Shock, anger and sadness

07.07.05

Scenes like this are sadly and unacceptably almost commonplace in some parts of the world. We’re nearly numb to the news of terrorist attacks in Iraq these days. The scene is horrifyingly familiar to Israelis. But in London, despite the history of IRA attacks, this is not commonplace and it still has the power to shock the world.

A casualty is taken away on a stretcher at London's King Cross station in London (source: Reuters)

A casualty is taken away on a stretcher at London's King Cross station in London (source: Reuters)

The phases will be familiar to people who have gone through it all before. Shock and horror at the news. Frantic checking on everyone we know who may have been in the area to make sure they’re okay. A wave of sadness and sympathy for the victims and their families.

And then, incredible anger at the terrorists and anger at the fact that their brand of terror is being allowed to succeed – at changing the G8 agenda, at getting people to point fingers the wrong way, maybe even at scaring other European countries into surrendering. What they don’t realize is that surrender isn’t an option; sooner or later there is a line that no country can cross, and by the time they reach it, it might be too late.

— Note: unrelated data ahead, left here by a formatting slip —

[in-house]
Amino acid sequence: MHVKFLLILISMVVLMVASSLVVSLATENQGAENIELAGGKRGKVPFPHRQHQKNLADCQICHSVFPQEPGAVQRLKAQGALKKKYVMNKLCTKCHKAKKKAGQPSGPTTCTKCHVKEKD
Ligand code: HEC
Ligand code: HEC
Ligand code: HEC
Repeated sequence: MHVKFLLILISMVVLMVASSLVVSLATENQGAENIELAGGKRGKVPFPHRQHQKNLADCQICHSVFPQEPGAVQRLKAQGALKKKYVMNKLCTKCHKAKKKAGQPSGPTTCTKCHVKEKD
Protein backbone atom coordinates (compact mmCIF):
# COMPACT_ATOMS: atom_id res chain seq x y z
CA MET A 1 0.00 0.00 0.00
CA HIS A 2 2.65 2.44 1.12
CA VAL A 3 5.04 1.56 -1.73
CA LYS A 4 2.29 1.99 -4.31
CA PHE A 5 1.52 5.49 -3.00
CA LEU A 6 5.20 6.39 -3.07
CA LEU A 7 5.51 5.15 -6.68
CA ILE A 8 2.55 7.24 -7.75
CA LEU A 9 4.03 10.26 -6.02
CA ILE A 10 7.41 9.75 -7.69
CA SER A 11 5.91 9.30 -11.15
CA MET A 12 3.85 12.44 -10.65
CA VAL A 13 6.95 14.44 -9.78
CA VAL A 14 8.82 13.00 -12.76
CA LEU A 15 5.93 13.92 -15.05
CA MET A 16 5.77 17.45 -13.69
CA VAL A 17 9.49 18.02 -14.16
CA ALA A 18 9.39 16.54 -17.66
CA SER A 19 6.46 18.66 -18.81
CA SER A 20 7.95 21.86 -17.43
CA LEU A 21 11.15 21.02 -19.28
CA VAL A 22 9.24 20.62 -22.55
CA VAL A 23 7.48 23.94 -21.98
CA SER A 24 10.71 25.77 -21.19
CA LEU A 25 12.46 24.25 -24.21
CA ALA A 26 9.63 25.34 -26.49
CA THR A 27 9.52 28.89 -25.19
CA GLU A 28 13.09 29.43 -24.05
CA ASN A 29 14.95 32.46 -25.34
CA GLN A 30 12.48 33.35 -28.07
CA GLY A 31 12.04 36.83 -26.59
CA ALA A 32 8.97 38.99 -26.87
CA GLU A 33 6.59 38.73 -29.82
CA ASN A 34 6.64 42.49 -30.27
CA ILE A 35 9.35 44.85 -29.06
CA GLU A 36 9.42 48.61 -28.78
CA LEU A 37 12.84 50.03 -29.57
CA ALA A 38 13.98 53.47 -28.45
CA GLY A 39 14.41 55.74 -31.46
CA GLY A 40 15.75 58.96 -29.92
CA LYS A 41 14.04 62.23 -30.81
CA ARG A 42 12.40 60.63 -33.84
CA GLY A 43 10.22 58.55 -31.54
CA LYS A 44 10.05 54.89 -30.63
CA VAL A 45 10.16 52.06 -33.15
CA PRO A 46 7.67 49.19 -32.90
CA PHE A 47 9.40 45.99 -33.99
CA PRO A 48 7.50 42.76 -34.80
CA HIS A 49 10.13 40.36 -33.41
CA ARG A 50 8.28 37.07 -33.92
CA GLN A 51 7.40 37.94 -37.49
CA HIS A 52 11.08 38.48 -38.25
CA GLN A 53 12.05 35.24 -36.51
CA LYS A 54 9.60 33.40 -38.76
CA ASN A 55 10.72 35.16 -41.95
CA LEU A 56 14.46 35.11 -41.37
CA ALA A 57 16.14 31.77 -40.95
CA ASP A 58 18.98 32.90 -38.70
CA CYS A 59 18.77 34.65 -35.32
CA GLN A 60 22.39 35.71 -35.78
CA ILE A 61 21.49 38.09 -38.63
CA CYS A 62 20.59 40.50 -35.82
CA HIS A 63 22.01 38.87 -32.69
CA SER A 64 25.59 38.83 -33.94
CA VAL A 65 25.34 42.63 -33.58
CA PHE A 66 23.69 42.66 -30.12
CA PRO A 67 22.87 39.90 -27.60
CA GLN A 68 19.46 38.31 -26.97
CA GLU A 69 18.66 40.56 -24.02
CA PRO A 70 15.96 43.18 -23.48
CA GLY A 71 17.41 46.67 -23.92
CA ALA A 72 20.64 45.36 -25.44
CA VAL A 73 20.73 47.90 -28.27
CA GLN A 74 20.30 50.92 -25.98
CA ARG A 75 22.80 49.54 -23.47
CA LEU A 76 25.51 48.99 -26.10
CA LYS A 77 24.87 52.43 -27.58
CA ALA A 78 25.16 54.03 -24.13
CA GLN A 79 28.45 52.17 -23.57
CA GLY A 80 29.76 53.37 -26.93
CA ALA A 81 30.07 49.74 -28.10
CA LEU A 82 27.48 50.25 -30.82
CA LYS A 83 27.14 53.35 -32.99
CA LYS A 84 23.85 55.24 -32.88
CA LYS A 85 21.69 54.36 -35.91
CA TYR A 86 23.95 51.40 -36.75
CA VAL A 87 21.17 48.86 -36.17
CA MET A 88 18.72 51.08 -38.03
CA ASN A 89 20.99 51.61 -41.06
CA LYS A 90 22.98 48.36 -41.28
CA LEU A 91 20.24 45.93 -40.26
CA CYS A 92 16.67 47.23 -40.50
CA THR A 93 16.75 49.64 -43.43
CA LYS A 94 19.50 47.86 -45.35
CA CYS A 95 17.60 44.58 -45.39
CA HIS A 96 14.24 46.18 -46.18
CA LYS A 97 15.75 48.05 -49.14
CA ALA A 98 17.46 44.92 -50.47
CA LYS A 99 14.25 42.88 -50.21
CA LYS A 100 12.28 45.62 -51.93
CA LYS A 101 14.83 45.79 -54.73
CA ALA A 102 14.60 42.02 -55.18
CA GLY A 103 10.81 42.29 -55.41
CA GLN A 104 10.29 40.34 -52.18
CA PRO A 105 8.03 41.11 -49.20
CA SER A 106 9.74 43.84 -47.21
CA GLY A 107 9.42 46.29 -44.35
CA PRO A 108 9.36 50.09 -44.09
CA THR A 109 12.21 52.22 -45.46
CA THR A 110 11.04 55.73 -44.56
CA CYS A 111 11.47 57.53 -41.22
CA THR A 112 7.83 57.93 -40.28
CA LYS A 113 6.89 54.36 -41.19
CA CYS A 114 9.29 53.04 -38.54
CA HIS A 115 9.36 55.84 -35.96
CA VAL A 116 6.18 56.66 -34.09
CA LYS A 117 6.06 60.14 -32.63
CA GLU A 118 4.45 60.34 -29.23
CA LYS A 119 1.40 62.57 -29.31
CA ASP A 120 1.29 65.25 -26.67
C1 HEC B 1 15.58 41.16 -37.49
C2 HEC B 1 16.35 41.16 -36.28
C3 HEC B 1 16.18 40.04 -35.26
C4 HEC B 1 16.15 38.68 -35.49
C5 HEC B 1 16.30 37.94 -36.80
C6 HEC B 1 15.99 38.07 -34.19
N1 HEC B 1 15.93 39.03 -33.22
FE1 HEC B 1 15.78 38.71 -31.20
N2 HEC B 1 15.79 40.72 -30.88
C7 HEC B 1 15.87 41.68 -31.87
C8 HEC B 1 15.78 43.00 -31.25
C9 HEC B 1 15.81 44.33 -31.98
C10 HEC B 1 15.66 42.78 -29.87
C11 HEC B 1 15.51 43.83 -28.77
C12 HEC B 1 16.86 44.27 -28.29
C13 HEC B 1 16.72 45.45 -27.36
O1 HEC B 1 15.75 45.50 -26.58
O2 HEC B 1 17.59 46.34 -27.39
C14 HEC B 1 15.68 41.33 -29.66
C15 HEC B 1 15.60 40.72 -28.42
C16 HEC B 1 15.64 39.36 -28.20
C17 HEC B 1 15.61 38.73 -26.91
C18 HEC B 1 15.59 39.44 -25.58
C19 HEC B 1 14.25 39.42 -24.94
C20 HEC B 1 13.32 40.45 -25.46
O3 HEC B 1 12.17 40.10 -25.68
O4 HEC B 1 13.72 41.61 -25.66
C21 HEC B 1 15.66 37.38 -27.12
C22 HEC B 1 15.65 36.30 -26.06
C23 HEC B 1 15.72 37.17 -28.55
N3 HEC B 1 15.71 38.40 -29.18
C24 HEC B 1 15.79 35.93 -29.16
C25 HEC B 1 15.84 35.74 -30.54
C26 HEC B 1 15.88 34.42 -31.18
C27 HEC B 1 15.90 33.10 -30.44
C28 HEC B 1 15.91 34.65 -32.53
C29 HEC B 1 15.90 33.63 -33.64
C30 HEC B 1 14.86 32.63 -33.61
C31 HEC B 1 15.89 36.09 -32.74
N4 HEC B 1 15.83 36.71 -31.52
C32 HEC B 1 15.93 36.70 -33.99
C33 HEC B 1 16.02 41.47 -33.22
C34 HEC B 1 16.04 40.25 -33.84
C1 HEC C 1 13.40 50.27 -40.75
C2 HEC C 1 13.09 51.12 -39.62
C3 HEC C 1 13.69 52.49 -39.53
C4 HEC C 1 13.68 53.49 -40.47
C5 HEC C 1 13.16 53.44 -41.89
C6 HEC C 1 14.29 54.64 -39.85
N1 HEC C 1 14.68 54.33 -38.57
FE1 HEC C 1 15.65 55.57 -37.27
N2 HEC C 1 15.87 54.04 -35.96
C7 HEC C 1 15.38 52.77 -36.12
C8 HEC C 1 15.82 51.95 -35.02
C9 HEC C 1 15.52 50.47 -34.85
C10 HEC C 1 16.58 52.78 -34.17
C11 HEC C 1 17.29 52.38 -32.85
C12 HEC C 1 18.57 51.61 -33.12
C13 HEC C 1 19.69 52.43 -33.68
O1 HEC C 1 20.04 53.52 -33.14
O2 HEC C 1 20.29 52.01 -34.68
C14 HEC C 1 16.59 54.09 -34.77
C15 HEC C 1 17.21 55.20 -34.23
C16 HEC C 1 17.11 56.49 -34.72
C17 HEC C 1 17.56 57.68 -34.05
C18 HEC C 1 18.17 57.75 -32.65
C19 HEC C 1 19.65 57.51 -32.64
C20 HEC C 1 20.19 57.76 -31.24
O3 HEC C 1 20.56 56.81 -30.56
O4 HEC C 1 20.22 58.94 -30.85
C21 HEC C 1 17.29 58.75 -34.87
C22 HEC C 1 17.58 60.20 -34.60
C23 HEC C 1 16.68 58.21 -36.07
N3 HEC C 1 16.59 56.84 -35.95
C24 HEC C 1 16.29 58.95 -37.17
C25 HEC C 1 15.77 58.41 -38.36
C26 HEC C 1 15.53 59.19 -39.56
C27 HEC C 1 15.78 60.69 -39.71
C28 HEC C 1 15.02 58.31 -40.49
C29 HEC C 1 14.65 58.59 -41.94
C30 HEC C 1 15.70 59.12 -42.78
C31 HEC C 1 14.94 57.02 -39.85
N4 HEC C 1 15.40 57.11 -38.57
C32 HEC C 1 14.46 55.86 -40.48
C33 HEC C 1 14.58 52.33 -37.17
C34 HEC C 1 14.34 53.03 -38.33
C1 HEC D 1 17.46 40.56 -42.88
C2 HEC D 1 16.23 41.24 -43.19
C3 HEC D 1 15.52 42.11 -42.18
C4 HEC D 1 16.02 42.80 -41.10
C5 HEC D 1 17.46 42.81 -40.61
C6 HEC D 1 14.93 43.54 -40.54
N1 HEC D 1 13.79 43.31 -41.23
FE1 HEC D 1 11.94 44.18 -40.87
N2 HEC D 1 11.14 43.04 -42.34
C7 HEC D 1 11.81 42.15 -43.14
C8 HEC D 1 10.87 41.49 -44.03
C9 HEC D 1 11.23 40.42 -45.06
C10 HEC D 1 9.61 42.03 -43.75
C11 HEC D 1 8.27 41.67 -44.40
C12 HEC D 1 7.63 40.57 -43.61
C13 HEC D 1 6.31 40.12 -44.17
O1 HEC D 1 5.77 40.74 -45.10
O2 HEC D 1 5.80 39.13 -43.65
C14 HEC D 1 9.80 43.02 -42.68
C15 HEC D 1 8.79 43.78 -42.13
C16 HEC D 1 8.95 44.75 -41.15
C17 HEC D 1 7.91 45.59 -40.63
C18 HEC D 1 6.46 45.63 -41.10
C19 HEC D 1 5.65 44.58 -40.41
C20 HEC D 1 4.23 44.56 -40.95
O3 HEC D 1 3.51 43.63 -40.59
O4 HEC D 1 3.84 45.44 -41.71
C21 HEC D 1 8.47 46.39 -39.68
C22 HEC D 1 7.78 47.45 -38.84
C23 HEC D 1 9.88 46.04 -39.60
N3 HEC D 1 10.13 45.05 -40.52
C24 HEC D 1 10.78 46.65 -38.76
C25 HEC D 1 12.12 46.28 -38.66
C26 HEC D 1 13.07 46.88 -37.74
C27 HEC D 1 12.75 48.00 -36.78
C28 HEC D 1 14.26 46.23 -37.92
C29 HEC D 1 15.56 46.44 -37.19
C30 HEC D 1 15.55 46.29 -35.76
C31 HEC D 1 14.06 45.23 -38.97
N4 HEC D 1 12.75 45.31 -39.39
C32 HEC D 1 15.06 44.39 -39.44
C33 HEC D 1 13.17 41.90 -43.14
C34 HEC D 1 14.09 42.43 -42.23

If the only defense against terrorism is its 100% failure rate, than what does it mean that it has been so incredibly successful as of late? What of the Gaza disengagement – agree or disagree, it is being interpreted by the Palestinian terror groups as a victory. What of Spain’s election of a leftist government that capitulated to the terrorist demands to withdraw troops from Iraq after the Madrid train bombings? What of small victory after small victory that has enabled the terrorists to isolate the US and Israel from the world, get other European countries to back down, and cause fear among millions of people?

Terrorism will contine as long as it keeps attaining victories. Tony Blair is vowing to stay resolute. But what will happen is anyone’s guess.

{ 1 comment… read it below or add one }

1 josh 07.07.05 at 9:07 PM

Don’t leave the battle at the hands of Bush and Blair.

The most important people involved in not letting terrorists win is the little guy like you, your readers and other ‘regular’ people. Sure, our leaders can set the tone by being strong or weak, but it all depends on us. Will you let terrorists dictate your life?

About three years ago, when the bus bombings in Israel were a weekly affair, a co-worker told me her parents were buying her a car so she wouldn’t have to take the bus to work. That was the straw that broke this camel’s back. Ever since, I’ve left the car at home and only use public transportation to get to work.

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